All About Parent Plus Loans
- Parent PLUS loans are offered by the government to supplement federal student loans.
- Parent PLUS loans have generous borrowing limits and are often easier to qualify for than private loans.
- To apply, the student must have completed the FAFSA.
- Interest accrues while the student is in college.
- There are a variety of repayment plans available.
All About Parent Plus Loans
College students have many different alternatives, including grants, scholarships, work-study positions, and low-cost federal loans, available to them to finance their education. Parents, however, have fewer funding options to help pay for a child’s college degree. Parent PLUS loans, especially when utilized in conjunction with non-debt forms of funding, are an excellent solution to pay for college. Here we explain everything you ever wanted to know about Parent PLUS loans.
What is a Parent PLUS Loan?
First, let’s start with the basics. A Parent PLUS loan is a federal loan that is sponsored by the William D. Ford Federal Direct Loan Program and administered by the U.S. Department of Education. Parent PLUS loans are unsubsidized loans that feature fixed interest rates, generous borrowing limits, and flexible repayment terms. Parent PLUS loans include loan origination fees.
Flexible Borrowing Limits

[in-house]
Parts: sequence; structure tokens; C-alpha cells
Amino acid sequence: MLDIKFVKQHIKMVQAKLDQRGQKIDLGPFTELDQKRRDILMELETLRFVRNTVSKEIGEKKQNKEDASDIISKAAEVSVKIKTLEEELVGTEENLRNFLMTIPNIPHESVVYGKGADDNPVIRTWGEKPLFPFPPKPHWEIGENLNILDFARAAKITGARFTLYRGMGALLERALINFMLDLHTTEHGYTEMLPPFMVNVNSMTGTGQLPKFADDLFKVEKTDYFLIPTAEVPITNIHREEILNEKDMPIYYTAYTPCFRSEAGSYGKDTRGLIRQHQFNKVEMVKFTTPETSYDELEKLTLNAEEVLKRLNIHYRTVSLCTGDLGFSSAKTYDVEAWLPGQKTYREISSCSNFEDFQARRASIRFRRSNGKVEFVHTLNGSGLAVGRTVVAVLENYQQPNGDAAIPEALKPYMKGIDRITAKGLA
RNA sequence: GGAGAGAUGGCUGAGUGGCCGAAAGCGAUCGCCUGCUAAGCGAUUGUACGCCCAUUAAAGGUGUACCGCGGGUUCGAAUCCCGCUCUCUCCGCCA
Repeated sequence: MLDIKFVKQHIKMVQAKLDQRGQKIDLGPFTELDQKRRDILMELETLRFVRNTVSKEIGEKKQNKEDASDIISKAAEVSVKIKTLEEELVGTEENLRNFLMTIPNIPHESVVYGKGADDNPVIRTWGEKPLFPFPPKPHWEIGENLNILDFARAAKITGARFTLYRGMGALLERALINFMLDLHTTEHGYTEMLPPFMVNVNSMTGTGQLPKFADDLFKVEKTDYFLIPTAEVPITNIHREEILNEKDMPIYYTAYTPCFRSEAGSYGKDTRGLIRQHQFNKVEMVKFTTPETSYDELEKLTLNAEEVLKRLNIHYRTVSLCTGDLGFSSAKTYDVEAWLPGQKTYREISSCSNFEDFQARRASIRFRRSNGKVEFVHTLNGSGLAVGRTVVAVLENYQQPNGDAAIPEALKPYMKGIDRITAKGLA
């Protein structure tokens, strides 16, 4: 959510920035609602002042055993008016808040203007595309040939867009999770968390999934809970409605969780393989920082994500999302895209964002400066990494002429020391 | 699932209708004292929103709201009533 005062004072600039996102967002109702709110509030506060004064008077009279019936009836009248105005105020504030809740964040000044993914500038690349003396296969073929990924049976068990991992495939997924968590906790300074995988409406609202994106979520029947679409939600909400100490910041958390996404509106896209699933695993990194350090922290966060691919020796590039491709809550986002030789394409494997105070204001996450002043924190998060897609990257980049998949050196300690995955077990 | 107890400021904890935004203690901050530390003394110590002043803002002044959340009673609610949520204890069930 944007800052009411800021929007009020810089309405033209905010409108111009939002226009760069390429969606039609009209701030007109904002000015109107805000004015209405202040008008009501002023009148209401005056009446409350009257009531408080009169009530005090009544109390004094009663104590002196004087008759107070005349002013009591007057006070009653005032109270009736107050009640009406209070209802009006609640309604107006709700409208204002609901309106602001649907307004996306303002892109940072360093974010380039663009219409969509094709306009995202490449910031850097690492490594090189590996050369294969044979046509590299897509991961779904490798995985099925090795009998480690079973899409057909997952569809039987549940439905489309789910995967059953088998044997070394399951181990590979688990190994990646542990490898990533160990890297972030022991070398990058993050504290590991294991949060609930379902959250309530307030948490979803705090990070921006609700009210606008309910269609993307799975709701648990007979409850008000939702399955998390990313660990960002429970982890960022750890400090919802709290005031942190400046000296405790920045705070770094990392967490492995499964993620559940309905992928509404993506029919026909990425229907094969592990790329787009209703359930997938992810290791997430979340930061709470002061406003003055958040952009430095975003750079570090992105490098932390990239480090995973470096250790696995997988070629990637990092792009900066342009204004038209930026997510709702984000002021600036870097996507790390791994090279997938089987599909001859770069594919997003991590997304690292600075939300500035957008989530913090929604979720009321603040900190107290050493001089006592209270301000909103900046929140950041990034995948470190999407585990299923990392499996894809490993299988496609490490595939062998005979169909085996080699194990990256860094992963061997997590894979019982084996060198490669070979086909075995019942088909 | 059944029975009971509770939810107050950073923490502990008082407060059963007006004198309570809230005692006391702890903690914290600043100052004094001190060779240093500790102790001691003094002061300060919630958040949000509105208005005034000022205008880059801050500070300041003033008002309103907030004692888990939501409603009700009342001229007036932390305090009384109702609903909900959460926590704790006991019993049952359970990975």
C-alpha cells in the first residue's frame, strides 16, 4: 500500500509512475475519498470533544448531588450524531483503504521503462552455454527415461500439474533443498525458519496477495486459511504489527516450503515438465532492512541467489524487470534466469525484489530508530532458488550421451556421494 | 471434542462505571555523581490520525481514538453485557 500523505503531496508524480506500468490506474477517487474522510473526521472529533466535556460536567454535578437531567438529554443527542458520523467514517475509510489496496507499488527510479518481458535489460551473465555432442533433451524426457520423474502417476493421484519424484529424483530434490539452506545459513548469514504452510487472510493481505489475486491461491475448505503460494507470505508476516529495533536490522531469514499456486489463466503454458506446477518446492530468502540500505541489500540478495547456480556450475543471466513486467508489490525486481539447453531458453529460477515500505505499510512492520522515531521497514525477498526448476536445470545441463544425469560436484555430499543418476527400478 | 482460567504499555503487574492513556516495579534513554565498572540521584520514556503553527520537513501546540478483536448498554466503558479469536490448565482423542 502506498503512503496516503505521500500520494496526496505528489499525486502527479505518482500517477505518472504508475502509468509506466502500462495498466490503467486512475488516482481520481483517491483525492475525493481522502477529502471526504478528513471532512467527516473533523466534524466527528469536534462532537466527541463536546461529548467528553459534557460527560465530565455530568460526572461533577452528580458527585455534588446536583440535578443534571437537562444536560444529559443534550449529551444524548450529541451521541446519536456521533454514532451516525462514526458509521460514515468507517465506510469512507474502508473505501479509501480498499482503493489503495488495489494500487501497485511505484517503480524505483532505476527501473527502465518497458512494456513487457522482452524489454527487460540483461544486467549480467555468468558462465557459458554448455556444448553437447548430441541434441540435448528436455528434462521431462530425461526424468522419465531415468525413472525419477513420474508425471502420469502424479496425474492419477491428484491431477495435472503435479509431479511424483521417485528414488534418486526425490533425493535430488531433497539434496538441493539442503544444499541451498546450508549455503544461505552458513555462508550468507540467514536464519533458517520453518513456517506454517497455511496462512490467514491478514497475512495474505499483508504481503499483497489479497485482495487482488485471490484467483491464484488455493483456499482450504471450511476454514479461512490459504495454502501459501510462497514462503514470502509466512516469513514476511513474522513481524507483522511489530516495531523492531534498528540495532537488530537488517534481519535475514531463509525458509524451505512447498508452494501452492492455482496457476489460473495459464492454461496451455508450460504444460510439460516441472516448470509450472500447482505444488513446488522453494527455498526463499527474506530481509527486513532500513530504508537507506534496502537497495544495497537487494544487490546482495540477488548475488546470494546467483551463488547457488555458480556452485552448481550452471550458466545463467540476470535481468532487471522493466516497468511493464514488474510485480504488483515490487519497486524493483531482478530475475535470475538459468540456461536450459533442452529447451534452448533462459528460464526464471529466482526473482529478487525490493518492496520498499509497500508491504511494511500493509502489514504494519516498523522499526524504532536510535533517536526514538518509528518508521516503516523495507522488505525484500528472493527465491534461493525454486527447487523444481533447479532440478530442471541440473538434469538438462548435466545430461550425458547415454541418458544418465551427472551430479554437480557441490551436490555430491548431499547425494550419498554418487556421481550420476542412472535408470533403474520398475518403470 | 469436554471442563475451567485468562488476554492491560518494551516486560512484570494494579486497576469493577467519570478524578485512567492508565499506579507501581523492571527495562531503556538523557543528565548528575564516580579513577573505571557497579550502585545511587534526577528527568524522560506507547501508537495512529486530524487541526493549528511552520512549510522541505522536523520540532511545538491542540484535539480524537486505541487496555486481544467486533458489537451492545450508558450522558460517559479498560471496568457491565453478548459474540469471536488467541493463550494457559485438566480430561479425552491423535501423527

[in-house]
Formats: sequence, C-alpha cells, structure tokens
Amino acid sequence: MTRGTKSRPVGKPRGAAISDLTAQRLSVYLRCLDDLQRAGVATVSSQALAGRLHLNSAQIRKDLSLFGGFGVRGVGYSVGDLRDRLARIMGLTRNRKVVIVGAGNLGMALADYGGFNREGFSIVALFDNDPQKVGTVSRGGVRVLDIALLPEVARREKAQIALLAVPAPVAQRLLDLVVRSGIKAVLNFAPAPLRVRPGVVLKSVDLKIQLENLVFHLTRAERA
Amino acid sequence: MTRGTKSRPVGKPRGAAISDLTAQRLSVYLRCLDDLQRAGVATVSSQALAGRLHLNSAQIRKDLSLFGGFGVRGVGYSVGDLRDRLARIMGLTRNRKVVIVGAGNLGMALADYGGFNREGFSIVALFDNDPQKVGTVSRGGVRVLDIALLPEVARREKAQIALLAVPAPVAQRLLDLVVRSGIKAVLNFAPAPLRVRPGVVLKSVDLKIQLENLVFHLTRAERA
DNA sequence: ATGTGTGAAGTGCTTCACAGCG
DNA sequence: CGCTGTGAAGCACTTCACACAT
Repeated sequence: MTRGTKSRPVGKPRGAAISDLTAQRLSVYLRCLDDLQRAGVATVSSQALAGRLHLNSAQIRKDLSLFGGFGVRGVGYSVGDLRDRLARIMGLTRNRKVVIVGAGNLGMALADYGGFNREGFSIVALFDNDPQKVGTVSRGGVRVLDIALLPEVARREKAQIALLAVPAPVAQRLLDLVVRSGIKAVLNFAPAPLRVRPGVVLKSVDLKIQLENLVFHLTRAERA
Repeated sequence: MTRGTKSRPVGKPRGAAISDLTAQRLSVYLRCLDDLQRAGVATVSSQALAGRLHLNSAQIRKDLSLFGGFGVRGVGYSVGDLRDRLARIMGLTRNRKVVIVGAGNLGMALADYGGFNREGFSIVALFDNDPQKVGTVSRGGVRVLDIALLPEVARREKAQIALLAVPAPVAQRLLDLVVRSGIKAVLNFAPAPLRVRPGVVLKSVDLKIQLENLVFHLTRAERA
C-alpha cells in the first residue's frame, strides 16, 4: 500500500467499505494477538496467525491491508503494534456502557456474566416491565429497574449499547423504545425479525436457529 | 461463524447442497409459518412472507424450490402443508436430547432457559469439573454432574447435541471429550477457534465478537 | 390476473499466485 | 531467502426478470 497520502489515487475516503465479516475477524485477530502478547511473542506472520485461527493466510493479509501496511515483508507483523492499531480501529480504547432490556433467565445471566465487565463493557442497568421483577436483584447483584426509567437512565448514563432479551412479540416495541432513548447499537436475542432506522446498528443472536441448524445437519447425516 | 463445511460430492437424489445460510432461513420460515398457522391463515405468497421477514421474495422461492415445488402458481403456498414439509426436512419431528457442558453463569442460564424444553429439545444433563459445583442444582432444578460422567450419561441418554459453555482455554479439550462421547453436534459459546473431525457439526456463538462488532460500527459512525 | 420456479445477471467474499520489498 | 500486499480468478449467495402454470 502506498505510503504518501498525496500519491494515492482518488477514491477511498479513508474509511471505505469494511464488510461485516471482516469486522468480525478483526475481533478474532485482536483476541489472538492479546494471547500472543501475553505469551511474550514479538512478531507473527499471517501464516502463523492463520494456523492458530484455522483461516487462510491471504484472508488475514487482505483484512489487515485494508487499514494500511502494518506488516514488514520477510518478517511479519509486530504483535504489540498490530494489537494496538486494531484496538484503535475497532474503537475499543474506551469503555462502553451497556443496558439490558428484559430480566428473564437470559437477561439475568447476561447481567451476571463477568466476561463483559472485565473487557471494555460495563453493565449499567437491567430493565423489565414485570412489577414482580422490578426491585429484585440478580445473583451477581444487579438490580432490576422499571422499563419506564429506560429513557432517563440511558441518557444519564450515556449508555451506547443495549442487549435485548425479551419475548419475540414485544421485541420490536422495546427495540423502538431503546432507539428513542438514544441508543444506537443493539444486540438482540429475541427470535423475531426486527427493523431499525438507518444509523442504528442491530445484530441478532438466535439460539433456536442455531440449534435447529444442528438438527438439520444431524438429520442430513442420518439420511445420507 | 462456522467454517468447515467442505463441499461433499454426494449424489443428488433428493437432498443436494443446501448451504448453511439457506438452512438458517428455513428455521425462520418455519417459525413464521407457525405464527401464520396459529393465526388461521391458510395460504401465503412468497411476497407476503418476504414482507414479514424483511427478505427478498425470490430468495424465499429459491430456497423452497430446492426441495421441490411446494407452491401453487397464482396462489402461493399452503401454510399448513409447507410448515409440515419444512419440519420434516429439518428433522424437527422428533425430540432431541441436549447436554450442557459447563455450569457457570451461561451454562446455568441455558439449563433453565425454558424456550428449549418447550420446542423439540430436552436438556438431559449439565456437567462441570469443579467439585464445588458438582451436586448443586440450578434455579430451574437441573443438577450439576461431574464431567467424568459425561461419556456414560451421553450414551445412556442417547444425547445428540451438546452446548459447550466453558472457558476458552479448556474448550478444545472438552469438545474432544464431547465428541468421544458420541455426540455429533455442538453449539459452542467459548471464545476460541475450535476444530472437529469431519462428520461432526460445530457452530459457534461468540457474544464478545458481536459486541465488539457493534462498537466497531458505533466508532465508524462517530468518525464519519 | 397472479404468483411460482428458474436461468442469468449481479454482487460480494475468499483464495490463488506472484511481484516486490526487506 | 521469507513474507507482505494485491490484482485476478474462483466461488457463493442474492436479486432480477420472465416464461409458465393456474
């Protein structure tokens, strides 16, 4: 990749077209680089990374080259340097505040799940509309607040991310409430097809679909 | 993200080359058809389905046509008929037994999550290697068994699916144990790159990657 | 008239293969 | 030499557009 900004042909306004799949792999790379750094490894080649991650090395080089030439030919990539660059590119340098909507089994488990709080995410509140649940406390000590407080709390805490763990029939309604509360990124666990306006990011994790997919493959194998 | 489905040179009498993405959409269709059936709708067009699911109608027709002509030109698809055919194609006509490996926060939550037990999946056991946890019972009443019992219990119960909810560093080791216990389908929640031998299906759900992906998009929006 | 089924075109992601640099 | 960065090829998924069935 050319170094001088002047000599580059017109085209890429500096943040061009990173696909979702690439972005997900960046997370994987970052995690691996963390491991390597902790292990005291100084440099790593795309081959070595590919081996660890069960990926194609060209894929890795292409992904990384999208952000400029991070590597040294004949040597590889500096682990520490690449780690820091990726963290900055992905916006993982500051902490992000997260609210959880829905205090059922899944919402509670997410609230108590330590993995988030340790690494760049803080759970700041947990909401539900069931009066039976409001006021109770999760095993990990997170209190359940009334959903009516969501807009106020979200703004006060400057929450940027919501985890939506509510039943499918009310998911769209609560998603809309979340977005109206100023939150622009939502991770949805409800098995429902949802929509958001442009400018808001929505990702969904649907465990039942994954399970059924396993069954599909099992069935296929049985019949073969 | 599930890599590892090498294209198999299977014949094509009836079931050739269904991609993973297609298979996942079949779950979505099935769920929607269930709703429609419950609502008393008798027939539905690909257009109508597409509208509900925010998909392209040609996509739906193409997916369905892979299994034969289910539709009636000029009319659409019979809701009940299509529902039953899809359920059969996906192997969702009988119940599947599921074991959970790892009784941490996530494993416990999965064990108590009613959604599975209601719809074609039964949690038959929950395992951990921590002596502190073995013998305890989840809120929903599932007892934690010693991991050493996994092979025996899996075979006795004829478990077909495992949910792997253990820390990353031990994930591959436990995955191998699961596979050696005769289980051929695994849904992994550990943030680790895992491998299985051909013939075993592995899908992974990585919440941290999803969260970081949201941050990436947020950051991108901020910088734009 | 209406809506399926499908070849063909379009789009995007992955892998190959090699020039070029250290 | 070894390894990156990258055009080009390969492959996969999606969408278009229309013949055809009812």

Parent PLUS loans feature generous maximum borrowing limits. Eligible parents may borrow up to the cost of attendance, which is calculated by each school separately and includes living expenses and other education-related costs, minus any other financial aid that the student receives. Parent PLUS borrowers are not subject to Department of Education-specified loan limits, either annually or in aggregate.
Fixed Interest Rates
The interest rate for Parent PLUS loans, which the Department of Education sets annually for PLUS loans to be issued in the upcoming year, is fixed for the life of the loan. Parent PLUS loans typically carry an interest rate in the range of six to eight percent, which is somewhat higher than the interest rates associated with other (direct-to-student) federal loan programs. The overall interest expense incurred by a parent borrower will vary depending on the repayment plan that you choose (more on this below).
Loan Origination Fees